CATONSVILLE, MD (May 30, 2017) -- The adage "It's better to give than to receive" embodies the spirit of Charlestown where one third of Charlestown residents volunteer with dozens of different organizations, including homeless shelters, libraries, elementary schools, and churches.
One such volunteer, John Lorenz, began helping out at Charlestown just months after he and his wife Charlene moved from Upperco two years ago.
"I've always been a volunteer in some capacity," says John. "I like to help out and use the gifts the Lord gave me the best I can."
A former Baltimore County high school teacher, John has always had a passion for helping people. He spends an hour or more most days visiting residents of Charlestown's continuing care neighborhood and lending a hand with special events.
Research shows there's a reason John feels good when he helps others. It's called a "helper's high." The term was coined by psychologist Allan Luks, who established that helping others releases endorphins in the same way that vigorous exercise or meditation does. Luks concluded that this biochemical reaction results in stress relief, which can benefit the immune system and support overall better health.
A 2013 study by researchers at Carnegie Mellon University seems to support Luks theory that volunteering is good for you. According to the study, older adults who volunteer for at least 200 hours a year decrease their risk of hypertension or high blood pressure by 40%.
The study, published by the American Psychological Association's Psychology and Aging journal, suggests that volunteer work may be an effective non-pharmaceutical option to preventing hypertension, which affects an estimated 65 million Americans and is a major contributor to cardiovascular disease, the leading cause of death in the U.S.
Linda Fried, a professor of public health at Columbia University Medical Center, stresses that, as longevity increases, staying both physically and socially active is more important than ever.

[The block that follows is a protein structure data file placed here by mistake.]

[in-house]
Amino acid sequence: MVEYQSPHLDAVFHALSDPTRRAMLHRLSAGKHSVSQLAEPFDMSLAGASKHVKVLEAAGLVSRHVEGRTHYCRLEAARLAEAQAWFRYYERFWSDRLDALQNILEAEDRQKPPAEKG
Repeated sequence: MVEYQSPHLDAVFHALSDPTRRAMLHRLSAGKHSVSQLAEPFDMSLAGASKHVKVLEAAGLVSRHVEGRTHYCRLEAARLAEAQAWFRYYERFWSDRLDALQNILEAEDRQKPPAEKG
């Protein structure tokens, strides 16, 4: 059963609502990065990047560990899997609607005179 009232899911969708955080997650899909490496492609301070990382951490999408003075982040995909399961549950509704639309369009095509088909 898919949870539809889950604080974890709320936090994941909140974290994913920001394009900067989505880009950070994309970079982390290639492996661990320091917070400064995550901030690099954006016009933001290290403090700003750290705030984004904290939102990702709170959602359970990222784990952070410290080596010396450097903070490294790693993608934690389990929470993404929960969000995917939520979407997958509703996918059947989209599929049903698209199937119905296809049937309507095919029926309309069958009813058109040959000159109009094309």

"Volunteering helps achieve both goals. The social networks of people tend to decline as they age; family and friends move away or die. Volunteering can replace these ties and their well-being and happiness benefits," says Fried in an article that appeared in U.S. News and World Report.
"The other thing that is really important to people, particularly as they get older, is that they feel they've made a difference being on the planet," says Fried. "That's a deeply personal sense of meaning, particularly as people take stock of their lives."
Charlestown Volunteer Coordinator Kathleen Hart helps match community members with their volunteer interests.
"The volunteers at Charlestown are amazing and inspiring," says Hart. "Their enthusiasm is endless. They have the biggest hearts and are the most involved and caring group of people I've ever met. Mr. Lorenz is no exception. You can always spot him running around the campus wearing a baseball cap and a smile. His boisterous personality is infectious, and he's well-loved as a volunteer."
Volunteering has been a part of John's life for decades. After graduating from Calvert Hall, a private Catholic High School for boys located in Baltimore, he later returned to the school to volunteer as a Christian Brother teaching religion and science for nothing more than just room and board.
"Those were some of the best years of my life," says John, who is also a long-time member of the Knights of Columbus, the world's largest Catholic-based fraternal service organization.
In 2016, Charlestown neighbors donated 200,000 volunteer hours to various causes. For John, that included the community's in-house television station, Little Theater, Treasure Sale, Joyful Sounds chorale, and a team of residents who remove invasive plants from around the 110-acre community.
John says he loves being able to help wherever he can.
"Volunteering is a big part of my life," he says. "It's helped strengthen my faith. It's really been rewarding."